With employees continuously attached to their smartphones, you need to have an effective Bring Your Own Device policy. Increasingly, employees bring their own devices into the office whether or not you want them to use personal devices. Depending on your resources and desire for employee engagement, an effective Bring Your Own Device policy may be one of the most important procedures you create to protect your data environment.
1. Why You Should Set Up a Bring Your Own Device Team
Device use isn’t as easy as “use this” and “don’t use that.” In some cases, your organization may need employees to use their own devices, while in other cases they won’t need to do so.
Larger organizations may be able to offer devices to all of their employees for work-related use. Smaller organizations may need to rely on the use of personal smartphones. Similarly, larger organizations may need employees to take calls on their own smartphones, but restrict email and other work to non-personal devices.
Creating an effective Build Your Own Device policy requires getting finance, legal, and IT to work together. Collaboration amongst the different user groups organizes the various needs and limitations within your business. Doing this at the front end saves time and money on the back end.
2. How to Review Resources to Determine Need
Before implementing your policy, you need to review your resources and landscape. In some cases, an effective BYOD policy may be the most cost effective option to protect your company.
How an Effective Bring Your Own Device Policy Lowers Technology Costs
Purchasing technology for all of your employees may not be feasible. Useful laptops or desktops will cost several hundred dollars per employee at best, or several thousand dollars at worst. This means that if you’re purchasing the technology for your employees, you’ll need to make a significant up front capital investment. But you can save that cost by allowing employees to bring in their own technology.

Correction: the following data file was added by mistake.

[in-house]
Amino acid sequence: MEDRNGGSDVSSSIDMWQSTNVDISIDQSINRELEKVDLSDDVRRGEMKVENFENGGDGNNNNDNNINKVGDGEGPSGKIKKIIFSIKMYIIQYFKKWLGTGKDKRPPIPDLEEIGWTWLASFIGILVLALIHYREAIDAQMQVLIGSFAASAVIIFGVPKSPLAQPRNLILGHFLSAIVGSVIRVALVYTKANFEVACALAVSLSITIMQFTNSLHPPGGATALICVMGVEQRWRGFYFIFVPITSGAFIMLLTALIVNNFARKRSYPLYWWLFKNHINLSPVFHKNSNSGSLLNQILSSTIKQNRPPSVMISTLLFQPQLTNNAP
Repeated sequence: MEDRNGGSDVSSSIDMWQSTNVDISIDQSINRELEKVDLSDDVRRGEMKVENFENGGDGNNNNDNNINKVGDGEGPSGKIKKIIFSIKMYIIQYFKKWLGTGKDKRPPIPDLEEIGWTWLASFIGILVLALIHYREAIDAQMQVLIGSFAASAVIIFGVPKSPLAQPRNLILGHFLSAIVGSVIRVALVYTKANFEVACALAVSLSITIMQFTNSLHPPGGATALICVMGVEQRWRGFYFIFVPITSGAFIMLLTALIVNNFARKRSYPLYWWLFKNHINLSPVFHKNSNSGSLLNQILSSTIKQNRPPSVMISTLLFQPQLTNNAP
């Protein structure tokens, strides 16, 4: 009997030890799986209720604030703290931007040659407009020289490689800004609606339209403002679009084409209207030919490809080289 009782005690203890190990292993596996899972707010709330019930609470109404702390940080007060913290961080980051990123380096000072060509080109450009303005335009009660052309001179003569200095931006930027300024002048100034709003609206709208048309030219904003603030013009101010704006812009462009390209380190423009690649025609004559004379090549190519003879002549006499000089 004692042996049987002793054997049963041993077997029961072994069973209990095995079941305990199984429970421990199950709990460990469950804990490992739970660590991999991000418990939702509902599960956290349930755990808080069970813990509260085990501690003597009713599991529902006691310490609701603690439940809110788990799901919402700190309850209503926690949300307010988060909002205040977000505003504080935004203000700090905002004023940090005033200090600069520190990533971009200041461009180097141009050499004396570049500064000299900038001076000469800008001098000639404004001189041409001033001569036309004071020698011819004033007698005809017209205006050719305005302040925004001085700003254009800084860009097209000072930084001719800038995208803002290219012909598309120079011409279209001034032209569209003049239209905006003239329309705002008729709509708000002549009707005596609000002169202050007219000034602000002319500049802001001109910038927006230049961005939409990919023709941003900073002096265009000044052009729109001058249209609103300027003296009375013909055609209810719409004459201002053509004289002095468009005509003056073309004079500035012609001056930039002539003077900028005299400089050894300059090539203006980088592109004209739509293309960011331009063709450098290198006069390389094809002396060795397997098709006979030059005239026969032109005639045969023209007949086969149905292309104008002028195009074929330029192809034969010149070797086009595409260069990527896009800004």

How an Effective Bring Your Own Device Policy Keeps Your Business Up to Date
The length of the lines for the new iThings show how much people love new technology. Whether it’s an iThing or an Android, most employees will be sure to stay within a generation or two of the most current devices. If your organization purchases technology for its employees, take a look at what they’re using. Is that an outdated Blackberry they’re carrying? If so, look at how a BYOD policy lowers your technology costs.
Why Bring Your Own Device Policies Make Employees More Productive
No one likes to work after hours—it’s a general fact of human nature. Moreover, your employees are far less likely to want to work if forced to separate their leisure devices from their work devices. Also consider that providing hardware to your employees usually forces them to work with slower, outdated models. If you were your employee, would you be working during your leisure time if “work” meant switching from a fast device to a slow device, which then makes the work take longer? The answer is most likely “no.”
This means that creating an effective BYOD policy comes with some significant cost savings and returns on investment, offering your employees a more flexible work-outside-of-work arrangement.
3. Who Can Use Their Own Devices
Truthfully, this one is going to be difficult. It’s hard to determine who needs to use their own devices and who doesn’t. You may have a blanket policy that no one, or everyone, can. Then again, constant contact is necessary for some people. If your company works with people overseas, you may need some (but not all) employees to be available at nontraditional hours. To create an effective Bring Your Own Device policy, make sure to define what business areas or departments fall under its aegis.
4. What Devices Can Be Used
In the complicated world of the Internet of Things (IoT), different devices come with different risks. To create an effective BYOD policy, you need to define clearly the types of devices that are allowed.